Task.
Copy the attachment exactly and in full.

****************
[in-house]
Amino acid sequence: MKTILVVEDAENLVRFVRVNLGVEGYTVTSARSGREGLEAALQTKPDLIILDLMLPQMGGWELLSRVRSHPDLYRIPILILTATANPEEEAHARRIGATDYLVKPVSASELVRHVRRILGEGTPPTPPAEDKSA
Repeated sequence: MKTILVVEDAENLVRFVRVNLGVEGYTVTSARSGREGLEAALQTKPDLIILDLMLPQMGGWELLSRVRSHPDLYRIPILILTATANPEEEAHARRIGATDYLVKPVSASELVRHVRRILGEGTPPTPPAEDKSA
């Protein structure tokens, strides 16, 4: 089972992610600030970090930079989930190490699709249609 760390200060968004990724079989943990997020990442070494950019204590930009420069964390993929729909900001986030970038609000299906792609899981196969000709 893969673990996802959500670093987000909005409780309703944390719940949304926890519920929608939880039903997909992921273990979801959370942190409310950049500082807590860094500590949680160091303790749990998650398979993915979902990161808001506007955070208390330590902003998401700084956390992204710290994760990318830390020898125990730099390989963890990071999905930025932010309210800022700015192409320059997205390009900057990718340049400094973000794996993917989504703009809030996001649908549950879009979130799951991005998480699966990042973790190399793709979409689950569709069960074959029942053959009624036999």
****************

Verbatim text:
[in-house]
Amino acid sequence: MKTILVVEDAENLVRFVRVNLGVEGYTVTSARSGREGLEAALQTKPDLIILDLMLPQMGGWELLSRVRSHPDLYRIPILILTATANPEEEAHARRIGATDYLVKPVSASELVRHVRRILGEGTPPTPPAEDKSA
Repeated sequence: MKTILVVEDAENLVRFVRVNLGVEGYTVTSARSGREGLEAALQTKPDLIILDLMLPQMGGWELLSRVRSHPDLYRIPILILTATANPEEEAHARRIGATDYLVKPVSASELVRHVRRILGEGTPPTPPAEDKSA
């Protein structure tokens, strides 16, 4: 089972992610600030970090930079989930190490699709249609 760390200060968004990724079989943990997020990442070494950019204590930009420069964390993929729909900001986030970038609000299906792609899981196969000709 893969673990996802959500670093987000909005409780309703944390719940949304926890519920929608939880039903997909992921273990979801959370942190409310950049500082807590860094500590949680160091303790749990998650398979993915979902990161808001506007955070208390330590902003998401700084956390992204710290994760990318830390020898125990730099390989963890990071999905930025932010309210800022700015192409320059997205390009900057990718340049400094973000794996993917989504703009809030996001649908549950879009979130799951991005998480699966990042973790190399793709979409689950569709069960074959029942053959009624036999």